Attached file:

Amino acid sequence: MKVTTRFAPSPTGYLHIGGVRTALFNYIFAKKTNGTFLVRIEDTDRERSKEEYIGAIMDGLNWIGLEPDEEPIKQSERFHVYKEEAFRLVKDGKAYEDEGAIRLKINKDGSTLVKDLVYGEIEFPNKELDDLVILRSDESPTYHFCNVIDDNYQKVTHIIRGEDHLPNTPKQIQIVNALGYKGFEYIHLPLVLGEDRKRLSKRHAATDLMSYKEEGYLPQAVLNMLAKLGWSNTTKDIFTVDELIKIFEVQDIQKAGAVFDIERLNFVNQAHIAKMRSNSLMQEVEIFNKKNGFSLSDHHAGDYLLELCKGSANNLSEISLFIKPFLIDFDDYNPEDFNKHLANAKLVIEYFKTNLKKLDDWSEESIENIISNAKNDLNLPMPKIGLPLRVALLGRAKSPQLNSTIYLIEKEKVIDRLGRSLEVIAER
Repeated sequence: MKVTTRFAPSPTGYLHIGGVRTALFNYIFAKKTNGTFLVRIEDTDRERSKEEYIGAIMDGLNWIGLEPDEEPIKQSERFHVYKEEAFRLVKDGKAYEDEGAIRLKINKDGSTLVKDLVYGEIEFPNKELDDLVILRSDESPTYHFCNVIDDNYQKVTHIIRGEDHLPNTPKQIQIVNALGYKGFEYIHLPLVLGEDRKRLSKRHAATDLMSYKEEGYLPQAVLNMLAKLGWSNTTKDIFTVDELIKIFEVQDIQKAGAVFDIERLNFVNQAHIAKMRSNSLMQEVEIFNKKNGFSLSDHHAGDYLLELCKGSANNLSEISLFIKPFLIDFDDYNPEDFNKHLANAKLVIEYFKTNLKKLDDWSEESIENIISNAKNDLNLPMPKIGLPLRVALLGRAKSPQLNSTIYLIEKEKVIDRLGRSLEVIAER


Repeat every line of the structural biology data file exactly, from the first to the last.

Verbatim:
Amino acid sequence: MKVTTRFAPSPTGYLHIGGVRTALFNYIFAKKTNGTFLVRIEDTDRERSKEEYIGAIMDGLNWIGLEPDEEPIKQSERFHVYKEEAFRLVKDGKAYEDEGAIRLKINKDGSTLVKDLVYGEIEFPNKELDDLVILRSDESPTYHFCNVIDDNYQKVTHIIRGEDHLPNTPKQIQIVNALGYKGFEYIHLPLVLGEDRKRLSKRHAATDLMSYKEEGYLPQAVLNMLAKLGWSNTTKDIFTVDELIKIFEVQDIQKAGAVFDIERLNFVNQAHIAKMRSNSLMQEVEIFNKKNGFSLSDHHAGDYLLELCKGSANNLSEISLFIKPFLIDFDDYNPEDFNKHLANAKLVIEYFKTNLKKLDDWSEESIENIISNAKNDLNLPMPKIGLPLRVALLGRAKSPQLNSTIYLIEKEKVIDRLGRSLEVIAER
Repeated sequence: MKVTTRFAPSPTGYLHIGGVRTALFNYIFAKKTNGTFLVRIEDTDRERSKEEYIGAIMDGLNWIGLEPDEEPIKQSERFHVYKEEAFRLVKDGKAYEDEGAIRLKINKDGSTLVKDLVYGEIEFPNKELDDLVILRSDESPTYHFCNVIDDNYQKVTHIIRGEDHLPNTPKQIQIVNALGYKGFEYIHLPLVLGEDRKRLSKRHAATDLMSYKEEGYLPQAVLNMLAKLGWSNTTKDIFTVDELIKIFEVQDIQKAGAVFDIERLNFVNQAHIAKMRSNSLMQEVEIFNKKNGFSLSDHHAGDYLLELCKGSANNLSEISLFIKPFLIDFDDYNPEDFNKHLANAKLVIEYFKTNLKKLDDWSEESIENIISNAKNDLNLPMPKIGLPLRVALLGRAKSPQLNSTIYLIEKEKVIDRLGRSLEVIAER